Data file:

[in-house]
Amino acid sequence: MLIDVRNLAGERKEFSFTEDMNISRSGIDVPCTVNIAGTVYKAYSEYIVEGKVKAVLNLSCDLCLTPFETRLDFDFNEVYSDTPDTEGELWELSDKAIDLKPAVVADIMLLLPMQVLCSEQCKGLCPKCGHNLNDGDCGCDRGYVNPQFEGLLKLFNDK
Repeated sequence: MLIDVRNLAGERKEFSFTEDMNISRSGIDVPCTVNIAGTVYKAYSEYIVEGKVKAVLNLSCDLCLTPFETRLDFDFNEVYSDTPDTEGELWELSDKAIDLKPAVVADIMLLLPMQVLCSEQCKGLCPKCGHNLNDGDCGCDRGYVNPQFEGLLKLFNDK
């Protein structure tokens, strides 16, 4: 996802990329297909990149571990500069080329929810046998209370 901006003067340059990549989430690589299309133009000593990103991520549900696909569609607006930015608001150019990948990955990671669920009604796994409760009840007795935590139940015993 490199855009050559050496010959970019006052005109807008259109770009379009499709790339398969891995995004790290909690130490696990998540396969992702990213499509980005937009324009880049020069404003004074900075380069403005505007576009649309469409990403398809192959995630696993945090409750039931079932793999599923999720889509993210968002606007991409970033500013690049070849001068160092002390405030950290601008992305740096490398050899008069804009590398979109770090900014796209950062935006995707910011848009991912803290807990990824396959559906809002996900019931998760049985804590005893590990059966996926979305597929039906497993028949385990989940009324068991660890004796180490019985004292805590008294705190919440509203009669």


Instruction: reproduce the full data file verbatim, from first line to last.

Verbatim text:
[in-house]
Amino acid sequence: MLIDVRNLAGERKEFSFTEDMNISRSGIDVPCTVNIAGTVYKAYSEYIVEGKVKAVLNLSCDLCLTPFETRLDFDFNEVYSDTPDTEGELWELSDKAIDLKPAVVADIMLLLPMQVLCSEQCKGLCPKCGHNLNDGDCGCDRGYVNPQFEGLLKLFNDK
Repeated sequence: MLIDVRNLAGERKEFSFTEDMNISRSGIDVPCTVNIAGTVYKAYSEYIVEGKVKAVLNLSCDLCLTPFETRLDFDFNEVYSDTPDTEGELWELSDKAIDLKPAVVADIMLLLPMQVLCSEQCKGLCPKCGHNLNDGDCGCDRGYVNPQFEGLLKLFNDK
């Protein structure tokens, strides 16, 4: 996802990329297909990149571990500069080329929810046998209370 901006003067340059990549989430690589299309133009000593990103991520549900696909569609607006930015608001150019990948990955990671669920009604796994409760009840007795935590139940015993 490199855009050559050496010959970019006052005109807008259109770009379009499709790339398969891995995004790290909690130490696990998540396969992702990213499509980005937009324009880049020069404003004074900075380069403005505007576009649309469409990403398809192959995630696993945090409750039931079932793999599923999720889509993210968002606007991409970033500013690049070849001068160092002390405030950290601008992305740096490398050899008069804009590398979109770090900014796209950062935006995707910011848009991912803290807990990824396959559906809002996900019931998760049985804590005893590990059966996926979305597929039906497993028949385990989940009324068991660890004796180490019985004292805590008294705190919440509203009669």